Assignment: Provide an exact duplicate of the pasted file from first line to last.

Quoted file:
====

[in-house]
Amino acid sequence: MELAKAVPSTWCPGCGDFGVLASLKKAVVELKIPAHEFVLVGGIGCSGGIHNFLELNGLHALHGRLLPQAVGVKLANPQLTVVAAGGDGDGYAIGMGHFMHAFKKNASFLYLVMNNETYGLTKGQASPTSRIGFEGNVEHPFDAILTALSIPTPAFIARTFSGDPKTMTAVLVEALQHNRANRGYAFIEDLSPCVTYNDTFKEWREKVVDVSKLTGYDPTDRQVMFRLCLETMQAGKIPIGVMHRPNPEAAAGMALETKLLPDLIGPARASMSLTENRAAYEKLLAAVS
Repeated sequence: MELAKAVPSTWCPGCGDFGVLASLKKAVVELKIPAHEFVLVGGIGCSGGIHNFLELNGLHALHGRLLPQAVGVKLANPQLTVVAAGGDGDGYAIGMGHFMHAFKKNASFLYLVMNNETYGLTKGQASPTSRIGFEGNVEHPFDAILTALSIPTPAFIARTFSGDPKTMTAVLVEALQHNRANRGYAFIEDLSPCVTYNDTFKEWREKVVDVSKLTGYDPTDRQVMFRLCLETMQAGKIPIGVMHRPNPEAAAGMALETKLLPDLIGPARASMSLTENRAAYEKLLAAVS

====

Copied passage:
[in-house]
Amino acid sequence: MELAKAVPSTWCPGCGDFGVLASLKKAVVELKIPAHEFVLVGGIGCSGGIHNFLELNGLHALHGRLLPQAVGVKLANPQLTVVAAGGDGDGYAIGMGHFMHAFKKNASFLYLVMNNETYGLTKGQASPTSRIGFEGNVEHPFDAILTALSIPTPAFIARTFSGDPKTMTAVLVEALQHNRANRGYAFIEDLSPCVTYNDTFKEWREKVVDVSKLTGYDPTDRQVMFRLCLETMQAGKIPIGVMHRPNPEAAAGMALETKLLPDLIGPARASMSLTENRAAYEKLLAAVS
Repeated sequence: MELAKAVPSTWCPGCGDFGVLASLKKAVVELKIPAHEFVLVGGIGCSGGIHNFLELNGLHALHGRLLPQAVGVKLANPQLTVVAAGGDGDGYAIGMGHFMHAFKKNASFLYLVMNNETYGLTKGQASPTSRIGFEGNVEHPFDAILTALSIPTPAFIARTFSGDPKTMTAVLVEALQHNRANRGYAFIEDLSPCVTYNDTFKEWREKVVDVSKLTGYDPTDRQVMFRLCLETMQAGKIPIGVMHRPNPEAAAGMALETKLLPDLIGPARASMSLTENRAAYEKLLAAVS